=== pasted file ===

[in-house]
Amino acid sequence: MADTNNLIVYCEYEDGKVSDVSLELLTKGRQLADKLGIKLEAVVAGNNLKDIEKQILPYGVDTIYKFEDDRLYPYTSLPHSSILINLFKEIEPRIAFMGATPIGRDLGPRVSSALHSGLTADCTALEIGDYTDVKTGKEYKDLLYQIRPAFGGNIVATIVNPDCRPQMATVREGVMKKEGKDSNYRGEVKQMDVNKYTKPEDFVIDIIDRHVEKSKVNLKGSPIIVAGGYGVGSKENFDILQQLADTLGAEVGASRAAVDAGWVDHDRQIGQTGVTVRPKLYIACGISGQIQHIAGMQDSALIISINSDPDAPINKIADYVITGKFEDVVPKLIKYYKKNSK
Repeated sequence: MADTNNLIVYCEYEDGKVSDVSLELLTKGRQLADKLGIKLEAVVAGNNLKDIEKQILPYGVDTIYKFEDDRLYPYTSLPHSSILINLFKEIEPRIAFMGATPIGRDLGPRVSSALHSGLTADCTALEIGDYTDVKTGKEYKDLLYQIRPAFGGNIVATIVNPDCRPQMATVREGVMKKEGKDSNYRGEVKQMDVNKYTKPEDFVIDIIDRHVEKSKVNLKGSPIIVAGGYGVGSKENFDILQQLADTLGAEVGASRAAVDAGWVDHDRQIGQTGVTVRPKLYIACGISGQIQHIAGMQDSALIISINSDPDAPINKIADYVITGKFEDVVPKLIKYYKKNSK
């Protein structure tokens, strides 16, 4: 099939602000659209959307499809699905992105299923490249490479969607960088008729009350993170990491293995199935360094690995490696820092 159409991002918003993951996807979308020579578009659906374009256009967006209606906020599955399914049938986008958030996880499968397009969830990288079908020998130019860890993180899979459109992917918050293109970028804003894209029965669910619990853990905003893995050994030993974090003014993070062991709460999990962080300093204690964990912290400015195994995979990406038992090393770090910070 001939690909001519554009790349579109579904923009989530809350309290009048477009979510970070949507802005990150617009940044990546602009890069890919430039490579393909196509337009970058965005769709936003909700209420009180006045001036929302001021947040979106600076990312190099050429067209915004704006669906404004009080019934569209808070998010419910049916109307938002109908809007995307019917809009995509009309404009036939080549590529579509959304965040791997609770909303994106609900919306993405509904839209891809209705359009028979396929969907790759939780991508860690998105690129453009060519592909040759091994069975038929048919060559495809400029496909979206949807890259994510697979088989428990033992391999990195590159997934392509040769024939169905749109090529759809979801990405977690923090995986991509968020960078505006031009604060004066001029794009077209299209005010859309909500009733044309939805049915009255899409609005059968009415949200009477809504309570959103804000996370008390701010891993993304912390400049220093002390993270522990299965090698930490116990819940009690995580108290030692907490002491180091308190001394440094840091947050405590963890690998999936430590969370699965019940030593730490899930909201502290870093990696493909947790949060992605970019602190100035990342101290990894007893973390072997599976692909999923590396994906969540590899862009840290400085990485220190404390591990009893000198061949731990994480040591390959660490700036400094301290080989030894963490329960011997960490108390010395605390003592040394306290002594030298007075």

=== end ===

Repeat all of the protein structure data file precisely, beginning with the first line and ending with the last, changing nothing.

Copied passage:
[in-house]
Amino acid sequence: MADTNNLIVYCEYEDGKVSDVSLELLTKGRQLADKLGIKLEAVVAGNNLKDIEKQILPYGVDTIYKFEDDRLYPYTSLPHSSILINLFKEIEPRIAFMGATPIGRDLGPRVSSALHSGLTADCTALEIGDYTDVKTGKEYKDLLYQIRPAFGGNIVATIVNPDCRPQMATVREGVMKKEGKDSNYRGEVKQMDVNKYTKPEDFVIDIIDRHVEKSKVNLKGSPIIVAGGYGVGSKENFDILQQLADTLGAEVGASRAAVDAGWVDHDRQIGQTGVTVRPKLYIACGISGQIQHIAGMQDSALIISINSDPDAPINKIADYVITGKFEDVVPKLIKYYKKNSK
Repeated sequence: MADTNNLIVYCEYEDGKVSDVSLELLTKGRQLADKLGIKLEAVVAGNNLKDIEKQILPYGVDTIYKFEDDRLYPYTSLPHSSILINLFKEIEPRIAFMGATPIGRDLGPRVSSALHSGLTADCTALEIGDYTDVKTGKEYKDLLYQIRPAFGGNIVATIVNPDCRPQMATVREGVMKKEGKDSNYRGEVKQMDVNKYTKPEDFVIDIIDRHVEKSKVNLKGSPIIVAGGYGVGSKENFDILQQLADTLGAEVGASRAAVDAGWVDHDRQIGQTGVTVRPKLYIACGISGQIQHIAGMQDSALIISINSDPDAPINKIADYVITGKFEDVVPKLIKYYKKNSK
């Protein structure tokens, strides 16, 4: 099939602000659209959307499809699905992105299923490249490479969607960088008729009350993170990491293995199935360094690995490696820092 159409991002918003993951996807979308020579578009659906374009256009967006209606906020599955399914049938986008958030996880499968397009969830990288079908020998130019860890993180899979459109992917918050293109970028804003894209029965669910619990853990905003893995050994030993974090003014993070062991709460999990962080300093204690964990912290400015195994995979990406038992090393770090910070 001939690909001519554009790349579109579904923009989530809350309290009048477009979510970070949507802005990150617009940044990546602009890069890919430039490579393909196509337009970058965005769709936003909700209420009180006045001036929302001021947040979106600076990312190099050429067209915004704006669906404004009080019934569209808070998010419910049916109307938002109908809007995307019917809009995509009309404009036939080549590529579509959304965040791997609770909303994106609900919306993405509904839209891809209705359009028979396929969907790759939780991508860690998105690129453009060519592909040759091994069975038929048919060559495809400029496909979206949807890259994510697979088989428990033992391999990195590159997934392509040769024939169905749109090529759809979801990405977690923090995986991509968020960078505006031009604060004066001029794009077209299209005010859309909500009733044309939805049915009255899409609005059968009415949200009477809504309570959103804000996370008390701010891993993304912390400049220093002390993270522990299965090698930490116990819940009690995580108290030692907490002491180091308190001394440094840091947050405590963890690998999936430590969370699965019940030593730490899930909201502290870093990696493909947790949060992605970019602190100035990342101290990894007893973390072997599976692909999923590396994906969540590899862009840290400085990485220190404390591990009893000198061949731990994480040591390959660490700036400094301290080989030894963490329960011997960490108390010395605390003592040394306290002594030298007075």